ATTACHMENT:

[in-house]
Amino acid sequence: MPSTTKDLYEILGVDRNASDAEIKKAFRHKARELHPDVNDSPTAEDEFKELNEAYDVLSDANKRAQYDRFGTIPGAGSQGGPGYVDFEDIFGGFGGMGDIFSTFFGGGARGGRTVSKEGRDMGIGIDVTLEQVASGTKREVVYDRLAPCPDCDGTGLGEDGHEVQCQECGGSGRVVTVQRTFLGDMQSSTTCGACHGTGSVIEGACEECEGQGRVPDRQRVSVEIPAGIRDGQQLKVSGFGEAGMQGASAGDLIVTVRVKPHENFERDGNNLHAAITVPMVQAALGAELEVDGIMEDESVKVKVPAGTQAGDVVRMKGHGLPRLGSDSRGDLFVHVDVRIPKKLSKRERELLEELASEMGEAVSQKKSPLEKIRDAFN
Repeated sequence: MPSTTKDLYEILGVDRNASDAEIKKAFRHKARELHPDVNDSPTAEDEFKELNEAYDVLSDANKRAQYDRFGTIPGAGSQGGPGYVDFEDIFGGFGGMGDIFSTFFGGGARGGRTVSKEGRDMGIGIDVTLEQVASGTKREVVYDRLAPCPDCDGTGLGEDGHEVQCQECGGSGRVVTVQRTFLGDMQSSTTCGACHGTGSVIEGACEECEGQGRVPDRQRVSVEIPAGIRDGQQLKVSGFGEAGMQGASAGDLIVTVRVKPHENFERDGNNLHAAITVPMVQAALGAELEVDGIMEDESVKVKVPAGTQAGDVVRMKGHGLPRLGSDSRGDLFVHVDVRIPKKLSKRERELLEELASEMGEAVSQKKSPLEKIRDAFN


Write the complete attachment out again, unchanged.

[in-house]
Amino acid sequence: MPSTTKDLYEILGVDRNASDAEIKKAFRHKARELHPDVNDSPTAEDEFKELNEAYDVLSDANKRAQYDRFGTIPGAGSQGGPGYVDFEDIFGGFGGMGDIFSTFFGGGARGGRTVSKEGRDMGIGIDVTLEQVASGTKREVVYDRLAPCPDCDGTGLGEDGHEVQCQECGGSGRVVTVQRTFLGDMQSSTTCGACHGTGSVIEGACEECEGQGRVPDRQRVSVEIPAGIRDGQQLKVSGFGEAGMQGASAGDLIVTVRVKPHENFERDGNNLHAAITVPMVQAALGAELEVDGIMEDESVKVKVPAGTQAGDVVRMKGHGLPRLGSDSRGDLFVHVDVRIPKKLSKRERELLEELASEMGEAVSQKKSPLEKIRDAFN
Repeated sequence: MPSTTKDLYEILGVDRNASDAEIKKAFRHKARELHPDVNDSPTAEDEFKELNEAYDVLSDANKRAQYDRFGTIPGAGSQGGPGYVDFEDIFGGFGGMGDIFSTFFGGGARGGRTVSKEGRDMGIGIDVTLEQVASGTKREVVYDRLAPCPDCDGTGLGEDGHEVQCQECGGSGRVVTVQRTFLGDMQSSTTCGACHGTGSVIEGACEECEGQGRVPDRQRVSVEIPAGIRDGQQLKVSGFGEAGMQGASAGDLIVTVRVKPHENFERDGNNLHAAITVPMVQAALGAELEVDGIMEDESVKVKVPAGTQAGDVVRMKGHGLPRLGSDSRGDLFVHVDVRIPKKLSKRERELLEELASEMGEAVSQKKSPLEKIRDAFN